Visit the explOratorium

Convection Currents

Learn more about this exhibit here: 
Convection Currents Exhibit 

Visit the Exploratorium 

Convection Currents @exploratorium : intricate and delicate structures called schlieren emerge in convective heat flow as hot, less dense water rises off of an electric heating element. A spot light shines through a thin glass walled tank of water with the L-shaped heating element immersed. The convective flow casts a shadow because the index of refraction of water is temperature dependent, with n decreasing at higher temperatures. Buoyancy, turbulence, heat transfer, physical optics- so much physics behind these mesmerizing patterns! ? With special thanks to the Exploratorium! 

Kraken Automata

Visit the Exploratorium 

Kraken Automata: “Here be Monsters” is the title of this mechanized sculpture by Wanda Sowry- part of the Curious Contraptions exhibit at @exploratorium. Turn a crank and the scene comes to life using simple mechanisms (such as cams, gears, and levers) to translate rotational motion to linear and oscillatory motions. ? With special thanks to the Exploratorium!

Kinetic Rubin Vase

More ambiguous foreground-background illusions at the Exploratorium: 
Visit the Exploratorium 

Kinetic Rubin Vase @exploratorium: spin this ceramic version of the Rubin Vase illusion and the white background transforms to two people talking. Entitled "Talking Face to Vase" this kinetic art is a permanent installation at the Exploratorium museum in San Fransisco that features the physics and psychophysics of vision and perception. The vase demonstrates the figure-ground distinction made by the brain- is it a vase, or two faces in profile? ? With special thanks to the Exploratorium.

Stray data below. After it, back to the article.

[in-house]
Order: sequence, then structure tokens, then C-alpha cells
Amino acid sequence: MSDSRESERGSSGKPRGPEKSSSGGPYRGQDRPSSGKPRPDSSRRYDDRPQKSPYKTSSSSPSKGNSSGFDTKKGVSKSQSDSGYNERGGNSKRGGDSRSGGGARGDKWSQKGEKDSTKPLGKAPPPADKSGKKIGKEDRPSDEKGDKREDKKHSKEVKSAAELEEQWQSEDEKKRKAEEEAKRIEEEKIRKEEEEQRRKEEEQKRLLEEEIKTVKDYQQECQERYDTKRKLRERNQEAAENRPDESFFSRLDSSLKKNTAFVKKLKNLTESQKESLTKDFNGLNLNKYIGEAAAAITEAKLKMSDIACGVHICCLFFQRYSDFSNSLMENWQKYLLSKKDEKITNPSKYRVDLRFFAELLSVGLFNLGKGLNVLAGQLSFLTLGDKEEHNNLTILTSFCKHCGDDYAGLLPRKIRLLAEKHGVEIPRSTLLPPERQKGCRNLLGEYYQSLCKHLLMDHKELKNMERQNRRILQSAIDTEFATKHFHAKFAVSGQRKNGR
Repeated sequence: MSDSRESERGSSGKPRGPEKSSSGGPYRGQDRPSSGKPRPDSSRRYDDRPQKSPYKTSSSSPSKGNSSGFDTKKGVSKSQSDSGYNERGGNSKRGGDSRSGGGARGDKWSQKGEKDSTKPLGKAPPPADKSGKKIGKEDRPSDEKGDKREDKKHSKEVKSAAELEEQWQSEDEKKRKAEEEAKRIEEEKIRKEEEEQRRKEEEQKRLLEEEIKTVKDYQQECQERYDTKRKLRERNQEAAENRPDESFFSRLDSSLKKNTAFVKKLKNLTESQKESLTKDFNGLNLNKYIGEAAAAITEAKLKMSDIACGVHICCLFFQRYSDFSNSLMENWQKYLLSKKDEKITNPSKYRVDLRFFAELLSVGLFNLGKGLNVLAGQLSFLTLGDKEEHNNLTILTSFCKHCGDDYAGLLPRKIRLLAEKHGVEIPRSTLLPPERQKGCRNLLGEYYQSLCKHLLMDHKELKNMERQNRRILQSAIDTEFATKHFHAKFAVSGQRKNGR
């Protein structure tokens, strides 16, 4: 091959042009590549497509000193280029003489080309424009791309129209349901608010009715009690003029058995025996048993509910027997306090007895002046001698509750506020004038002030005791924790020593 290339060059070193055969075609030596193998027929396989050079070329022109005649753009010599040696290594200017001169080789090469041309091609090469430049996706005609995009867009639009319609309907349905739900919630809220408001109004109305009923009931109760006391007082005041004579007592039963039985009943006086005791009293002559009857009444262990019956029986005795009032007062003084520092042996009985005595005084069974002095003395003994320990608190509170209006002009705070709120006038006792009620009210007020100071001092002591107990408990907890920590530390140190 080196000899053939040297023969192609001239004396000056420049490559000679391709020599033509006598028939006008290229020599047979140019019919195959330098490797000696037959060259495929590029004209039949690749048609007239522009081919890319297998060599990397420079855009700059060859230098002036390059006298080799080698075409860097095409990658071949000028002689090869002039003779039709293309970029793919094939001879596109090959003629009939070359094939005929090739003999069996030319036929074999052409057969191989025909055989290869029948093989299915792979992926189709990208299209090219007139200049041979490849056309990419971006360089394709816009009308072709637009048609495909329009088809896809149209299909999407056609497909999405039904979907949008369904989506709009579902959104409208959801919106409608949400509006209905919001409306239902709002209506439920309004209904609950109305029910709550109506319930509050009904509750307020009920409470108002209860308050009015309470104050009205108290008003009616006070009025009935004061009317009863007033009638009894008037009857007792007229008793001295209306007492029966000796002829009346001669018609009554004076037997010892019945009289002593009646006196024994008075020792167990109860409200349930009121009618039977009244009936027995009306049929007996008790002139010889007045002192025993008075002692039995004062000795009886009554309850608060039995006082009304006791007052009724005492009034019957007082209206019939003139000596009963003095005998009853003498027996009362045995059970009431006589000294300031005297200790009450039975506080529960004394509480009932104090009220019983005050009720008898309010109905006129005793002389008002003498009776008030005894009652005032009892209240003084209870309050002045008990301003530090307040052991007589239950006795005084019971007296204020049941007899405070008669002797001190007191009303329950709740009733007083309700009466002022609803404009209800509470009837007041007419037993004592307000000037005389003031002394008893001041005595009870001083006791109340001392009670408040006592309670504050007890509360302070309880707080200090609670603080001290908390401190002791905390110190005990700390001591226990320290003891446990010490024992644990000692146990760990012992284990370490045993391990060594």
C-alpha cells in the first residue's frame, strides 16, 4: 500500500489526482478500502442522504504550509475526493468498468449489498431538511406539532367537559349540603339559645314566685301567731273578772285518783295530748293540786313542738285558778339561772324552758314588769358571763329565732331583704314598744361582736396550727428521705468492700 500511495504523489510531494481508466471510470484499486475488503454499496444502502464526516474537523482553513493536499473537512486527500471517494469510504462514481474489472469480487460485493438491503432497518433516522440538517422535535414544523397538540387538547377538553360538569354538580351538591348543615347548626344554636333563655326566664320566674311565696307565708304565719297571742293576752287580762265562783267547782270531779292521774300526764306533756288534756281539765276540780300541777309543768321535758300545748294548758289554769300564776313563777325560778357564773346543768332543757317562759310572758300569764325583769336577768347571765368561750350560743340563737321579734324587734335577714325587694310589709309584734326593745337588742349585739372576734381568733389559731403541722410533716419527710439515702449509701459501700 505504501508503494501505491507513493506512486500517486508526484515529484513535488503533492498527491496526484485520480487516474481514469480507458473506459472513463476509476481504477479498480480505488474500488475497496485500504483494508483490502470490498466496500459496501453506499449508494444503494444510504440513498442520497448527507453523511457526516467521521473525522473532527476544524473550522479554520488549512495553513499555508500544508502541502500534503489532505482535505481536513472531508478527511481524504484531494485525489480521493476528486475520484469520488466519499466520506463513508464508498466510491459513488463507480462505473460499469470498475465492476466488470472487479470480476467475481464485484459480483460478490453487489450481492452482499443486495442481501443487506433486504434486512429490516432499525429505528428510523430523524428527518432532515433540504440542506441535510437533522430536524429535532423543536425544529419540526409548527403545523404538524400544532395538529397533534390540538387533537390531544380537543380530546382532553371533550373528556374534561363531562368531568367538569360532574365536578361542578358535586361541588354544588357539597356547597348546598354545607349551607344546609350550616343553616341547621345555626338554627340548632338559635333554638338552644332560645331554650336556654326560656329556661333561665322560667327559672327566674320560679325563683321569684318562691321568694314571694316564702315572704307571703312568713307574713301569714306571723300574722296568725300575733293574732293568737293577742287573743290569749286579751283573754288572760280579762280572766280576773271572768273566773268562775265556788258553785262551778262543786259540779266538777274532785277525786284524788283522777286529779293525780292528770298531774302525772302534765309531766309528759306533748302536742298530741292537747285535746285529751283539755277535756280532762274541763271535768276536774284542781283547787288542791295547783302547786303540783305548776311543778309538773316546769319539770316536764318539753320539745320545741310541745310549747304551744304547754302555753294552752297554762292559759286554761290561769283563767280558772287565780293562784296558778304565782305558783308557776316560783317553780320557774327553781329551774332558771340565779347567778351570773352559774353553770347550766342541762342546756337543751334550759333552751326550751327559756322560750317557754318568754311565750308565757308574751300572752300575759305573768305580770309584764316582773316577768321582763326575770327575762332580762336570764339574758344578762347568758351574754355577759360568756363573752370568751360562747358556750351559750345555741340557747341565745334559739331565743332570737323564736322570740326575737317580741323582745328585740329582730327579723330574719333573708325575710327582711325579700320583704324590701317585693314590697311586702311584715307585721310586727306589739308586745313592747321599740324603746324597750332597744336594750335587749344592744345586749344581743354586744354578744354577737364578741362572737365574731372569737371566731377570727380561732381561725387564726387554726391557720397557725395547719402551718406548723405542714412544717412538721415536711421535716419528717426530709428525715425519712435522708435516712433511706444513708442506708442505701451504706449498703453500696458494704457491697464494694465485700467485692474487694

Icy Bodies

Another amazing creation by artist Shawn Lani-- Icy Bodies has been installed at 13 science museums around the world: 
See the Shawn Lani Studios website for more details- and make sure to see the exhibit in person! 

Visit the Exploratorium 

Icy Bodies @exploratorium: exquisitely beautiful and dynamic interactions between small chunks of dry ice and a shallow layer of water play out in this exhibit created by artist Shawn Lani at the Exploratorium in San Francisco. Frozen carbon dioxide (dry ice) is denser than water, but the small pieces do not sink- instead each piece, at −78.5 °C, becomes encapsulated in a shell of ice that then floats. As the dry ice sublimates from a solid directly into a gas, jets stream from holes and fractures in the ice shells propelling and spinning the bits upon the water's surface. Droplets condense out of the air forming a cloudy mist in the vicinity of the cold gas jets which is lighted from the side to dramatic effect. ? With special thanks to the Exploratorium!

In-Feed Google

In-Feed Google 2